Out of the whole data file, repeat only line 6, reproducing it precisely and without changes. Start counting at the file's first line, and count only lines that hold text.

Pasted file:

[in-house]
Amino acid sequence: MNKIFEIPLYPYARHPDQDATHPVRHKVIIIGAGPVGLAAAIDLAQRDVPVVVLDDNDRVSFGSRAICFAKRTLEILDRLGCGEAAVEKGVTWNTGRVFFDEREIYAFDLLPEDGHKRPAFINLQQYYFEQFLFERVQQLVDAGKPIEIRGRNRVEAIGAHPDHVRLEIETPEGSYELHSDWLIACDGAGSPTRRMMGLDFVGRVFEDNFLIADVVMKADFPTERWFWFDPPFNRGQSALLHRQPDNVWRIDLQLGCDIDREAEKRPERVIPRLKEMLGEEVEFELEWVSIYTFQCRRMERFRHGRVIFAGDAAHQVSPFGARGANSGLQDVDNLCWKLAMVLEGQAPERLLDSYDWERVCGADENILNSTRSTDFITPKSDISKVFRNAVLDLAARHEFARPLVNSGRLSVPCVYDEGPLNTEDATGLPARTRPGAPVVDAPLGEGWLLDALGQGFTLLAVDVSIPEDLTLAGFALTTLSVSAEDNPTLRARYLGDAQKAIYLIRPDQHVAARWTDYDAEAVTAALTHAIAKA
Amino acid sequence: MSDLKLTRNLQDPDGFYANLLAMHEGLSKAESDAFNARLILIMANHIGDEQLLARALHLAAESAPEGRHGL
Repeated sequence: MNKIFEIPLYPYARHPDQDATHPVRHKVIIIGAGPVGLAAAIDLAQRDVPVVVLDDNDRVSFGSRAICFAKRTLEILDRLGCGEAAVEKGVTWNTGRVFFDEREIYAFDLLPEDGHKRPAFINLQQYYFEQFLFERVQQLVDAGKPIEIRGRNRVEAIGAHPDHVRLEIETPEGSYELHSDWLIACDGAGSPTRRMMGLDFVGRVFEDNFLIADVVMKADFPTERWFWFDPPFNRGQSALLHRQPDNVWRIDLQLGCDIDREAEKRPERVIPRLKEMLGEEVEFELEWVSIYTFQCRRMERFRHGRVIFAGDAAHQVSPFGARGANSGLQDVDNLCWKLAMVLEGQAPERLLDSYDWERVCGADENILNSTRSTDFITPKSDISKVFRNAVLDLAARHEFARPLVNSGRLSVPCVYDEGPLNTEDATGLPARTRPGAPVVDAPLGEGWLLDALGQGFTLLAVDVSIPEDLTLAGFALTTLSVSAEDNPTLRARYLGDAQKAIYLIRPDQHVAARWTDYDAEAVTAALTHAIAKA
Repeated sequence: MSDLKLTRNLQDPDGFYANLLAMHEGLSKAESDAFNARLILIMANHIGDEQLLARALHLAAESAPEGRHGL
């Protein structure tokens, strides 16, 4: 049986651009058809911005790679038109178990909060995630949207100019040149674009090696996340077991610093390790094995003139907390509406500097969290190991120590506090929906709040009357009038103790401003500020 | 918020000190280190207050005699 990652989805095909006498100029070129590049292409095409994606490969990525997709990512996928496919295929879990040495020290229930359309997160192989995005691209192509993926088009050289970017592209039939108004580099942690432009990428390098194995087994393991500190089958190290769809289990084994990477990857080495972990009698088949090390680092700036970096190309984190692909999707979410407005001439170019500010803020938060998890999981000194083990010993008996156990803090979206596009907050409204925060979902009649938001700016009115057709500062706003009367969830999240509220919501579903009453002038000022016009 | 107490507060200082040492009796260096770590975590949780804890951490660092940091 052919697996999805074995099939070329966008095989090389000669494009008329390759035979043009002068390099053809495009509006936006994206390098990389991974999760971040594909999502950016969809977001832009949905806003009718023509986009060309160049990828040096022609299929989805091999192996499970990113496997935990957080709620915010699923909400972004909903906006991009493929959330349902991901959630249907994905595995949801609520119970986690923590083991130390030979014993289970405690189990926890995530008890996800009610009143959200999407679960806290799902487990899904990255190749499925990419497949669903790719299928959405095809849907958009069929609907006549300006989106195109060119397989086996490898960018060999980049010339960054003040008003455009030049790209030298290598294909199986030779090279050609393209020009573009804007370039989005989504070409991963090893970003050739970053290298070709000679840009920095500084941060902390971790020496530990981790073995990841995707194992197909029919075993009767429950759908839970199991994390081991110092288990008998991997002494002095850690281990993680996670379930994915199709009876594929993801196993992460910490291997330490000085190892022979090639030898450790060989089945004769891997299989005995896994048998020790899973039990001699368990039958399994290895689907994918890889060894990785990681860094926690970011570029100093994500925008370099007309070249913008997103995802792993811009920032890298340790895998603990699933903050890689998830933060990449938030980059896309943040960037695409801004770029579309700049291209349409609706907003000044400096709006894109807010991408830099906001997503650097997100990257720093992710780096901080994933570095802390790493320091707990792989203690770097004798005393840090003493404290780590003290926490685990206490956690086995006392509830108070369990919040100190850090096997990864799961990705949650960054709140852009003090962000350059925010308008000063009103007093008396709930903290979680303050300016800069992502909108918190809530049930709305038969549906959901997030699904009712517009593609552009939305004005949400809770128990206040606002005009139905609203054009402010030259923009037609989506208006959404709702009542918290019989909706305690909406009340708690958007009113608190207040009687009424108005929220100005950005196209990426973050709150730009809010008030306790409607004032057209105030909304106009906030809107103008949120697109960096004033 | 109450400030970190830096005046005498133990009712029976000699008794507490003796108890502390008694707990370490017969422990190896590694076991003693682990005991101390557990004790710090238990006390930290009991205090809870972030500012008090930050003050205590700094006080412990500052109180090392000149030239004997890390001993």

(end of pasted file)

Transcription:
């Protein structure tokens, strides 16, 4: 049986651009058809911005790679038109178990909060995630949207100019040149674009090696996340077991610093390790094995003139907390509406500097969290190991120590506090929906709040009357009038103790401003500020 | 918020000190280190207050005699 990652989805095909006498100029070129590049292409095409994606490969990525997709990512996928496919295929879990040495020290229930359309997160192989995005691209192509993926088009050289970017592209039939108004580099942690432009990428390098194995087994393991500190089958190290769809289990084994990477990857080495972990009698088949090390680092700036970096190309984190692909999707979410407005001439170019500010803020938060998890999981000194083990010993008996156990803090979206596009907050409204925060979902009649938001700016009115057709500062706003009367969830999240509220919501579903009453002038000022016009 | 107490507060200082040492009796260096770590975590949780804890951490660092940091 052919697996999805074995099939070329966008095989090389000669494009008329390759035979043009002068390099053809495009509006936006994206390098990389991974999760971040594909999502950016969809977001832009949905806003009718023509986009060309160049990828040096022609299929989805091999192996499970990113496997935990957080709620915010699923909400972004909903906006991009493929959330349902991901959630249907994905595995949801609520119970986690923590083991130390030979014993289970405690189990926890995530008890996800009610009143959200999407679960806290799902487990899904990255190749499925990419497949669903790719299928959405095809849907958009069929609907006549300006989106195109060119397989086996490898960018060999980049010339960054003040008003455009030049790209030298290598294909199986030779090279050609393209020009573009804007370039989005989504070409991963090893970003050739970053290298070709000679840009920095500084941060902390971790020496530990981790073995990841995707194992197909029919075993009767429950759908839970199991994390081991110092288990008998991997002494002095850690281990993680996670379930994915199709009876594929993801196993992460910490291997330490000085190892022979090639030898450790060989089945004769891997299989005995896994048998020790899973039990001699368990039958399994290895689907994918890889060894990785990681860094926690970011570029100093994500925008370099007309070249913008997103995802792993811009920032890298340790895998603990699933903050890689998830933060990449938030980059896309943040960037695409801004770029579309700049291209349409609706907003000044400096709006894109807010991408830099906001997503650097997100990257720093992710780096901080994933570095802390790493320091707990792989203690770097004798005393840090003493404290780590003290926490685990206490956690086995006392509830108070369990919040100190850090096997990864799961990705949650960054709140852009003090962000350059925010308008000063009103007093008396709930903290979680303050300016800069992502909108918190809530049930709305038969549906959901997030699904009712517009593609552009939305004005949400809770128990206040606002005009139905609203054009402010030259923009037609989506208006959404709702009542918290019989909706305690909406009340708690958007009113608190207040009687009424108005929220100005950005196209990426973050709150730009809010008030306790409607004032057209105030909304106009906030809107103008949120697109960096004033 | 109450400030970190830096005046005498133990009712029976000699008794507490003796108890502390008694707990370490017969422990190896590694076991003693682990005991101390557990004790710090238990006390930290009991205090809870972030500012008090930050003050205590700094006080412990500052109180090392000149030239004997890390001993």